As photography subjects go, birds are notoriously (and literally) flighty. So it’s not hard to admire the work on show at the Bird Photographer of the Year contest. The winners of the 2021 prize have been announced, spanning a range of technical categories, narrowed down from a flock of 22,000 entries.
The prize-winning work showcases some of the world’s most colourful species and also highlights their delicate, essential place in our world.
See the winners of each category are below, and explore more incredible entries at www.birdpoty.com. If you’re feeling inspired, the 2022 competition will open on 30 September 2021, with photographers of all levels invited to register. There’s a £5,000 to be won, so eyes on the skies.
Birds in the Environment & Bird Photographer of the Year
Beep-beep. This Road Runner stops in its tracks in front of a section of border wall between the US and Mexico in southern Arizona. The 3,000km-long border traverses a range of habitats and this image, the competition’s overall winner, illustrates how a wall along it can disrupt the behaviour of local nomadic species. © Alejandro Prieto / Bird Photographer of the Year.
Standing 1.5m tall and with a wingspan of 2.5m, Greater Adjutants are the most endangered species of stork on the planet. Today, there are fewer than 1,200 of these enigmatic scavengers left in existence, with the global stronghold of 950 residing in Assam, India. © Carla Rhodes / Bird Photographer of the Year.
Backlit by a golden sunset on the remote island of Fair Isle, this puffin was captured by photographer Kevin Morgans on his annual return to the far north of Scotland. @ Kevin Morgans / Bird Photographer of the Year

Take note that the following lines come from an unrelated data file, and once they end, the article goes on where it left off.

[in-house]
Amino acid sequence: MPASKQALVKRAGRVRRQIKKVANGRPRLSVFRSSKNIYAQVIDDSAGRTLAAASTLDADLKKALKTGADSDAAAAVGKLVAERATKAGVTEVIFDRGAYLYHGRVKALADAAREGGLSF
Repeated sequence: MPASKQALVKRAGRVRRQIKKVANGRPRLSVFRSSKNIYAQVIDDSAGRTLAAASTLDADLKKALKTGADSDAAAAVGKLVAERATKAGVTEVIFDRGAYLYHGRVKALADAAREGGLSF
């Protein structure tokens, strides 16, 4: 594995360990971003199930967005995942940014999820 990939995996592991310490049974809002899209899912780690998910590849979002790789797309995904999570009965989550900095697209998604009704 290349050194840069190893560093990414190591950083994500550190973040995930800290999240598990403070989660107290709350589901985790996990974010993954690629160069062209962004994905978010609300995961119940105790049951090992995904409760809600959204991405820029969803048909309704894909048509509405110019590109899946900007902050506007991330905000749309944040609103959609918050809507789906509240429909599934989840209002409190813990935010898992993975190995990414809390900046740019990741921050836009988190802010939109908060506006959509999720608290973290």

Attention to Detail
This image shows the reflection of a penguin in wet sand, with waves crashing. The photographer is fascinated by the way light is reflected by water and how liquid can create, distort and destroy the way we view things. © Rafael Armada / Bird Photographer of the Year.
You’d be forgiven for thinking this was a huge baleen whale mid-feed. In fact it’s a Brown Pelican making the most of scraps thrown into the sea by fishermen on the Pacific Coast of Costa Rica. © Felipe Foncueva / Bird Photographer of the Year.
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A literal bird bath in West Benghal, India. This Crimson Sunbird makes the most of the banana plant it’s lounging in. After drinking nectar from the flower, it lay back in the rainwater collected in the flower’s petal. © Mousam Ray / Bird Photographer of the Year
Birds in Flight
The Common Swift doesn’t stay still for very long. It feeds on insects mid-air and swoops low to scoop up water in its beak when it needs a drink. The species can spend up to 10 months in continuous flight and won’t settle on the ground if they can avoid it. © Tzahi Finkelstein / Bird Photographer of the Year.
Black and White
The huge scale of the Antarctic environment is as much the focus of this image as the Chinstrap Penguin spotted wandering among it. The species was captured atop a gigantic iceberg. © Renato Granieri / Bird Photographer of the Year.
The White-throated Dipper is spotted using whatever perch it can in this image taken in Greater Manchester. The semi-aquatic species was captured using a remote camera and lens placed in the river, while the photographer triggered it from the bank. © Terry Whittaker / Bird Photographer of the Year.
Young Bird Photographer of the Year (age 14-17)
Photographer Levi Fitze endured a night high in the freezing Alps and a 4am start to capture this image of a black grouse at sunrise. Males of the species gather in large groups in what is known as lekking behaviour, where they compete for mates with elaborate displays and courtship rituals. © Levi Fitze / Bird Photographer of the Year
Young Bird Photographer of the Year (age 9-13)
This striking wide-angle image was captured remotely from a hide. It shows the Eurasian Nuthatch climbing down the trunk of a tree to find water. © Andrés L. Domínguez Blanco / Bird Photographer of the Year
Young Bird Photographer of the Year (age 8 and under)
This Short-eared Owl fixes the viewer with a stare in the grasslands around Chennai in India. Its distribution is one of the most widespread of any bird in the world. The only continents where it’s not found are Antarctica and Australia. © Deeksha Sambath / Bird Photographer of the Year.